The Snows of Yesteryear

An ember among the cinders of a bygone empire, Gregor von Rezzori's The Snows of Yesteryear is a memoir that doesn't lack for the emotional and observational reticulations proper to a classic novel. In the telling of his story, the renowned author of Memoirs of an Anti-Semite leans less on the blunt scythe of chronology than on the "fine-webbed ramifications" suited to an impressionistic imagination. Born close to the outset of the First World War in Czernowitz, Bukovina (now Chernovtsy, Ukraine), a region that in his lifetime (1914-98) passed from the ownership of the Austro-Hungarian Empire to Romania to the Soviet Union, Rezzori came to manhood in an unsettled household. He lived amid eccentric personalities like his mother, who forbade her children to sit on the ground lest "vapors emanating from the soil" induce "infant paralysis," and his wet-nurse, an illiterate woman who conversed in a hodgepodge of languages, whose linguistic idiosyncrasies sprouted "newly minted with every sentence." Like weathervanes of history, the erratic fortunes of his family mark the currents that blew throughout Europe during the first half of the 20th century. The life-giving kernel of this book is summed up in Rezzori's observation that "where unrest leads to grief and grief gives rise to lament, poetry blossoms."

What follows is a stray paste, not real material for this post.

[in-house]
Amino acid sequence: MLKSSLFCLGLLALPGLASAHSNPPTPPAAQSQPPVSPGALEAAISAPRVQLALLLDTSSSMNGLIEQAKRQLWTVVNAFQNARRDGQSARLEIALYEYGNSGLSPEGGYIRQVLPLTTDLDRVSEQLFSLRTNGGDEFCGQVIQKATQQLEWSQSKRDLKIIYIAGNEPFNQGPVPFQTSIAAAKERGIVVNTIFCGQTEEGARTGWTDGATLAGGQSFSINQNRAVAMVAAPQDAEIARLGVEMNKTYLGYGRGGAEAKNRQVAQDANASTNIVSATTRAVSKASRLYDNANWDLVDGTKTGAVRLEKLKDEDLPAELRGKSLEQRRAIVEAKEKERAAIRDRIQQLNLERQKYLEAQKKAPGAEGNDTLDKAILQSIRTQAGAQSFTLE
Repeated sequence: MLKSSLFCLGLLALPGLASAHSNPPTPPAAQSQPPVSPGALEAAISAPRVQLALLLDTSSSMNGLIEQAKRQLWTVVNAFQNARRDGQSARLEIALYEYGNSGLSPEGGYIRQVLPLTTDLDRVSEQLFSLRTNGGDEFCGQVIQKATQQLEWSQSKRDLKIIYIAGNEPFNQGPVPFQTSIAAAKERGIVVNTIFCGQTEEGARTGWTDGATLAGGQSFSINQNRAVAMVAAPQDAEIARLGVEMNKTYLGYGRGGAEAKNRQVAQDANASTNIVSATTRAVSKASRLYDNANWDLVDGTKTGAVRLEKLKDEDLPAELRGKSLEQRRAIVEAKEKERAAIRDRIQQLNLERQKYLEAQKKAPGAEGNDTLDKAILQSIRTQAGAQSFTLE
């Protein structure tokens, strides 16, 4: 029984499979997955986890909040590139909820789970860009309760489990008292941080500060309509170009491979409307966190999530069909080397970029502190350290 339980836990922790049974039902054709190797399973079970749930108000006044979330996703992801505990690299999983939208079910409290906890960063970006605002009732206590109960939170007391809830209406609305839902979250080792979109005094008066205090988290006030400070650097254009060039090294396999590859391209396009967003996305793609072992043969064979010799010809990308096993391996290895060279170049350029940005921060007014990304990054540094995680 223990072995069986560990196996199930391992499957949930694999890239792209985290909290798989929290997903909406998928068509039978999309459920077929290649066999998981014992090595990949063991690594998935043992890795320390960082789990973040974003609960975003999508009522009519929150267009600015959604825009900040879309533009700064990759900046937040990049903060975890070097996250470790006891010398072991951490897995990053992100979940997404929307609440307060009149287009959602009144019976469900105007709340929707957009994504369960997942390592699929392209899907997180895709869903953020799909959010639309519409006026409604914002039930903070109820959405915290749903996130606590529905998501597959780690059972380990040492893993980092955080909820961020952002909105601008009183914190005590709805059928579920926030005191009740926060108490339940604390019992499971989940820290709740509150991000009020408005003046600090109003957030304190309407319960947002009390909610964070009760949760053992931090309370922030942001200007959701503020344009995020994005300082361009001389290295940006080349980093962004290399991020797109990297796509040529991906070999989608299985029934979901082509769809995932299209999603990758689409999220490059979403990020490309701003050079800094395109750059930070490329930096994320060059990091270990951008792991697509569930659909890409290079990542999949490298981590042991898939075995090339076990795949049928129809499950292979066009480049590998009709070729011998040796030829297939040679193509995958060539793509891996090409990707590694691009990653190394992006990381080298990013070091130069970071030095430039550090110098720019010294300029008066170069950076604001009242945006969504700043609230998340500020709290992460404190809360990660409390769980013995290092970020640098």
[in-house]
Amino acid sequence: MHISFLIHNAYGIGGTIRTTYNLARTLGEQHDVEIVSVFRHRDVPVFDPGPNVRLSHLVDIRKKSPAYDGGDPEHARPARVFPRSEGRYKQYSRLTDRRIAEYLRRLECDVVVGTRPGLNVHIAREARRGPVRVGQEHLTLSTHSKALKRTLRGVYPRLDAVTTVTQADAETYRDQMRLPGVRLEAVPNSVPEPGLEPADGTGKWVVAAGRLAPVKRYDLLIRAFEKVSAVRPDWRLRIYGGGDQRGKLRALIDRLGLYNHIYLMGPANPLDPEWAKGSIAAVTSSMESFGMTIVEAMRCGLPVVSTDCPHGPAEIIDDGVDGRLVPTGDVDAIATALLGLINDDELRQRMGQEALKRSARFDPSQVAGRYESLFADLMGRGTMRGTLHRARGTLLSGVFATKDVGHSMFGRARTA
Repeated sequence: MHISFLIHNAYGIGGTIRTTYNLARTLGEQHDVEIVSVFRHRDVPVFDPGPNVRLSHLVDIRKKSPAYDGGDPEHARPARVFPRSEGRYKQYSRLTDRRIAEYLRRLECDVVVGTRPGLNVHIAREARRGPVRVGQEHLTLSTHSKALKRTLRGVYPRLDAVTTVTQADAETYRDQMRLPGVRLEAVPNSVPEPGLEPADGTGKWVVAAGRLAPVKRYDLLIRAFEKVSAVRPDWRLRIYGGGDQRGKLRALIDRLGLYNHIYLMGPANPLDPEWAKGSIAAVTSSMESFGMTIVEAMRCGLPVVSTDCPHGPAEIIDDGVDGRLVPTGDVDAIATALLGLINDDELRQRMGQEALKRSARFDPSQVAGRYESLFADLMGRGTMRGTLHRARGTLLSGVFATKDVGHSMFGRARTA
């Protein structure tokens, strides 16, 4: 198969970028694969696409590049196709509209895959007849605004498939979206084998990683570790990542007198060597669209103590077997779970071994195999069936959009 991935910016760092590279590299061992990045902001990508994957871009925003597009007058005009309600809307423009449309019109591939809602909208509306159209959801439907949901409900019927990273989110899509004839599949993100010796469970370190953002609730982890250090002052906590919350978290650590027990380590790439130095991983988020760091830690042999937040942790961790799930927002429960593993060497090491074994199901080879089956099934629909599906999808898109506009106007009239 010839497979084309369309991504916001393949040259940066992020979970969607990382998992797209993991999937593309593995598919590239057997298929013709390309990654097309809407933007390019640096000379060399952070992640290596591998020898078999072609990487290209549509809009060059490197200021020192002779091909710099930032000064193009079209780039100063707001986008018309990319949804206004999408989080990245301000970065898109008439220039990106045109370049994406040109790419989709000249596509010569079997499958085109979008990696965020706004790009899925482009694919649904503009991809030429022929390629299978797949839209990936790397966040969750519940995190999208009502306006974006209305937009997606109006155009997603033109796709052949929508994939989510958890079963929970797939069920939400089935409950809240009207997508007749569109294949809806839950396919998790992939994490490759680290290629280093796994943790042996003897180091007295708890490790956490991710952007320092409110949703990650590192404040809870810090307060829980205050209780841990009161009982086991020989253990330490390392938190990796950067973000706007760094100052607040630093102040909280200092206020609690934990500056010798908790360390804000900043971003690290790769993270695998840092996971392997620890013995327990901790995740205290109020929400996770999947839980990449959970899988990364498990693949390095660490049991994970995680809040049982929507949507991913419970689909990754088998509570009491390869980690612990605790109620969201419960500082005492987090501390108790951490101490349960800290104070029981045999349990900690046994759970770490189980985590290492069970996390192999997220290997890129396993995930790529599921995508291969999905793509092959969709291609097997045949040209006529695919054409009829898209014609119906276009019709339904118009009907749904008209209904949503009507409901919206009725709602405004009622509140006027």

April 21: " 'Pull' includes 'invitations to tea' at which one hears smiling reminders that a better life is available to people who stop talking about massacres..."

Donna Tartt's The Goldfinch is the winner of the 2014 Pulitzer Prize for Fiction. James Parker calls this Dickensian coming-of-age novel "an enveloping…

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Poems That Make Grown Men Cry

And women too.  Luminaries from Colin Firth to Nick Cave and Jonathan Franzen chose the poems that bring them to tears, and the result is a stunning collection of poignant verse from writers like Auden, Whitman, Bishop, Larkin, Neruda and many others.  Warning: choking-up hazard.

The King of Pain

Trapped beneath his entertainment system, reality TV mastermind Rick Salter reflects on his life and tries to piece together the events of the previous evening. Seth Kaufman’s romp is an outrageous meditation on pain and entertainment in a deranged world in which the two are often interchangeable.

The Good Inn

Frank Black, frontman for the Pixies, has written a transgressive historical fiction with shades of Thomas Pynchon (focused as it is on the history of explosives and cinematic pornography), all set in a hallucinatory Edwardian Europe.